The toy aisle

All it takes is a stroll through a mainstream convenience-store toy aisle to realize what seed is being planted in the minds of our children: that warfare is commonplace, fun, an acceptable way to play on.

Presumably, the toy aisle I find myself in is the boys' toy aisle. One perk of not having children is the luxury of avoiding such aisles; also why I probably sound pretty naïve to parents familiar with toy arsenals. Yet, the visual assault bowls me over.

And the startling I feel is much bigger than my capacity for understanding why toy makers would want to promote plastic Repeater Rifles complete with "reliable rifle sounds" and "eject play bullets." I read over this line and wonder if I'm the only one connecting the dots here, or is there something overly responsive, or too exact about the way my mind interprets the world? Am I caring too much?

I know it takes a lifetime for boys to figure out what being a man is all about, but maybe, just maybe, if we didn't jump start them with miniature F-5 Freedom Fighter Jets, they wouldn't have lodged somewhere deep in their brains, like the scent of Sunday pancakes, the myth that fighting is some kind of fun.

Curiosity sparked, I check out the girls' toy aisle instead of leaving the store quickly as I'd entered. There is, to my mind, an even scarier mind set embodied in this aisle, and it's remarkable to walk through it, a way to understand our expectations for girls from an intimate perspective. Facing it, I feel sad; also resentful. Most prominent are baby dolls, blenders, toasters and housekeeping sets, things June Cleaver does, I guess, back home, aproned and smiling, while boys are off driving Hot Wheels and on the front lines.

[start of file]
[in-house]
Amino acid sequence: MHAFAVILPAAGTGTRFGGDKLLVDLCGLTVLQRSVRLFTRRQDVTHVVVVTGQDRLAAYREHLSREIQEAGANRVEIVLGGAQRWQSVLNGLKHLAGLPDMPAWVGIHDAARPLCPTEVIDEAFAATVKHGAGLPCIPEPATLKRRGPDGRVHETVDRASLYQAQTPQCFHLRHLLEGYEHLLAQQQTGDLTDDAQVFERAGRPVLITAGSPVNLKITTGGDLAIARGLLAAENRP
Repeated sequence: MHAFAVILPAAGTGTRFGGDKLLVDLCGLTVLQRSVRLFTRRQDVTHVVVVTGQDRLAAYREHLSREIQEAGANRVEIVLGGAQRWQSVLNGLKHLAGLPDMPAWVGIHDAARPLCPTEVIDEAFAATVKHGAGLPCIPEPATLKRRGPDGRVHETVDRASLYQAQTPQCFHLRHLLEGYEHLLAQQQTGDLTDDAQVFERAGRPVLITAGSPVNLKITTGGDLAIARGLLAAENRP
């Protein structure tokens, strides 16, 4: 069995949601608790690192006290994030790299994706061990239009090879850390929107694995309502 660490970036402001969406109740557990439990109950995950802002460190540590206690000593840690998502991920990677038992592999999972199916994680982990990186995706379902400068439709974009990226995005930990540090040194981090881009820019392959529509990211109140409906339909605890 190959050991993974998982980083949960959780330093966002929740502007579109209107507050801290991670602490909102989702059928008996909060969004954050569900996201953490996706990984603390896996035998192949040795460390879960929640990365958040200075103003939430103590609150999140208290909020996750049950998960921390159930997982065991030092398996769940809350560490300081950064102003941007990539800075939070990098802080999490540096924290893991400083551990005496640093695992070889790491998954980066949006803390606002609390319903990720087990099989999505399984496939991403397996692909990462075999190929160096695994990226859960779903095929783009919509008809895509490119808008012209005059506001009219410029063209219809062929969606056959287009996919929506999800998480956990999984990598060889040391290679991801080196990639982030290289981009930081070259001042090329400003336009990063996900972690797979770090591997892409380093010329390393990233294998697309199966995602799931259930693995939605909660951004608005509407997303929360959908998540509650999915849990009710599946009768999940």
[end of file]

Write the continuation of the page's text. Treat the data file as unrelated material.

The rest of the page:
Mind you, plenty of other toys are present: Legos, a slew of art supplies, puzzles and board games. Even marbles. Wow, I think, marbles.

Still, that action-for-boys and domesticity-for-girls remains the norm within the norm of mainstream toy sales makes me question whether things have changed all that much since my mother's day. And all days prior to hers.

I know what some (most) of you are thinking, that I'm hopelessly idealistic or liberal, as if it is a bad thing to be. And who knows, maybe it is. But I think there's a better name for what I feel while staring at a 40-piece set of toy soldiers pointing guns at each other: off balance, the disquiet that comes from not understanding why things are the way they are, why so much vacuity fills the world. I guess I crave - the way others do sugar - some kind of proof that things will turn around. What wears away when I see weaponry-for-play is my hopefulness, every shard of it whittled down.

I'm not a religious person, per se. My way is not to defer joy until I reach, say, heaven but to seek the ever after in the here and now. And at the epicenter of my present is a hugely challenging creative life, a consciousness fueled by risk and hope. And only in its presence do I feel confident and capable. Without it I fear an overwhelming sense of unfairness will seep into everything I think, write, say, do. And I can't let that happen.

I figure I'll begin by avoiding toy aisles. Felicity, like any special set of circumstances, requires sound planning.

Sanelli's two-women staging of "The Immigrant's Table" appears at Seattle's Market Theater, first three Fridays in August (4, 11, 18) at 8 p.m.

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